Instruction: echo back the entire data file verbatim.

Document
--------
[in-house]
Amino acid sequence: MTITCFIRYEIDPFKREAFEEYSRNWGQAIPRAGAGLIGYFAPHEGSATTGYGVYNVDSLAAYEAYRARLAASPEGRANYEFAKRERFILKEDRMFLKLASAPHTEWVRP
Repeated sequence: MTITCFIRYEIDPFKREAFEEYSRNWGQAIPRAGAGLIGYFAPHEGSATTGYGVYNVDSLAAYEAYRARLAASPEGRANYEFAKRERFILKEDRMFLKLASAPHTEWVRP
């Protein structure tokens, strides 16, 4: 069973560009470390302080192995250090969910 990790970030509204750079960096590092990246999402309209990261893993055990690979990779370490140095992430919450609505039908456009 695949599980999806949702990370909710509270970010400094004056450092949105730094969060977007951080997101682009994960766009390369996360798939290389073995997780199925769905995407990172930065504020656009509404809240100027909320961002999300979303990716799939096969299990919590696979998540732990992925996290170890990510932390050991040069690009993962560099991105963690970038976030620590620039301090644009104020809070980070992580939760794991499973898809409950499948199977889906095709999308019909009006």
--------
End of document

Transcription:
[in-house]
Amino acid sequence: MTITCFIRYEIDPFKREAFEEYSRNWGQAIPRAGAGLIGYFAPHEGSATTGYGVYNVDSLAAYEAYRARLAASPEGRANYEFAKRERFILKEDRMFLKLASAPHTEWVRP
Repeated sequence: MTITCFIRYEIDPFKREAFEEYSRNWGQAIPRAGAGLIGYFAPHEGSATTGYGVYNVDSLAAYEAYRARLAASPEGRANYEFAKRERFILKEDRMFLKLASAPHTEWVRP
């Protein structure tokens, strides 16, 4: 069973560009470390302080192995250090969910 990790970030509204750079960096590092990246999402309209990261893993055990690979990779370490140095992430919450609505039908456009 695949599980999806949702990370909710509270970010400094004056450092949105730094969060977007951080997101682009994960766009390369996360798939290389073995997780199925769905995407990172930065504020656009509404809240100027909320961002999300979303990716799939096969299990919590696979998540732990992925996290170890990510932390050991040069690009993962560099991105963690970038976030620590620039301090644009104020809070980070992580939760794991499973898809409950499948199977889906095709999308019909009006």